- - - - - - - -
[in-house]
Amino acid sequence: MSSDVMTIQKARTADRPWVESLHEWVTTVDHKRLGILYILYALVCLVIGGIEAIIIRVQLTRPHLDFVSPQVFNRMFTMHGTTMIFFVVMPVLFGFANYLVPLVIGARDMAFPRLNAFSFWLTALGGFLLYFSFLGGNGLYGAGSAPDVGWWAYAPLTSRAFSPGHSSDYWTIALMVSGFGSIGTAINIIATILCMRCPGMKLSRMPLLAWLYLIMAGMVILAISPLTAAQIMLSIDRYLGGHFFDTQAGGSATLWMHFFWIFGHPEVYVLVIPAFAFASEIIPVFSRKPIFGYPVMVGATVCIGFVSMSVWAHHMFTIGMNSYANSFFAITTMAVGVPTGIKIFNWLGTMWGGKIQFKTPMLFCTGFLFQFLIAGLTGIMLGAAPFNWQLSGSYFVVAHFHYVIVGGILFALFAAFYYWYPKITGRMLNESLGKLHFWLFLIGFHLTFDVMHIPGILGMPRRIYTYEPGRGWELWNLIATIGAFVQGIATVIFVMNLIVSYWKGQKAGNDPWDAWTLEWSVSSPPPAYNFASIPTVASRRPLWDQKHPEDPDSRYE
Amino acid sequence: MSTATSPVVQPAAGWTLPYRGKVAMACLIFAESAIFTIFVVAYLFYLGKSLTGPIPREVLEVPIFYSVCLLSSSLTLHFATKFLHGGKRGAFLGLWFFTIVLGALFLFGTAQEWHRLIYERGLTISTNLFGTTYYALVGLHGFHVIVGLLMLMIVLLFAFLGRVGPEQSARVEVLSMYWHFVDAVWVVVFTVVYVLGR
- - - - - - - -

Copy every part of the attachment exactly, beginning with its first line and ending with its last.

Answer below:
[in-house]
Amino acid sequence: MSSDVMTIQKARTADRPWVESLHEWVTTVDHKRLGILYILYALVCLVIGGIEAIIIRVQLTRPHLDFVSPQVFNRMFTMHGTTMIFFVVMPVLFGFANYLVPLVIGARDMAFPRLNAFSFWLTALGGFLLYFSFLGGNGLYGAGSAPDVGWWAYAPLTSRAFSPGHSSDYWTIALMVSGFGSIGTAINIIATILCMRCPGMKLSRMPLLAWLYLIMAGMVILAISPLTAAQIMLSIDRYLGGHFFDTQAGGSATLWMHFFWIFGHPEVYVLVIPAFAFASEIIPVFSRKPIFGYPVMVGATVCIGFVSMSVWAHHMFTIGMNSYANSFFAITTMAVGVPTGIKIFNWLGTMWGGKIQFKTPMLFCTGFLFQFLIAGLTGIMLGAAPFNWQLSGSYFVVAHFHYVIVGGILFALFAAFYYWYPKITGRMLNESLGKLHFWLFLIGFHLTFDVMHIPGILGMPRRIYTYEPGRGWELWNLIATIGAFVQGIATVIFVMNLIVSYWKGQKAGNDPWDAWTLEWSVSSPPPAYNFASIPTVASRRPLWDQKHPEDPDSRYE
Amino acid sequence: MSTATSPVVQPAAGWTLPYRGKVAMACLIFAESAIFTIFVVAYLFYLGKSLTGPIPREVLEVPIFYSVCLLSSSLTLHFATKFLHGGKRGAFLGLWFFTIVLGALFLFGTAQEWHRLIYERGLTISTNLFGTTYYALVGLHGFHVIVGLLMLMIVLLFAFLGRVGPEQSARVEVLSMYWHFVDAVWVVVFTVVYVLGR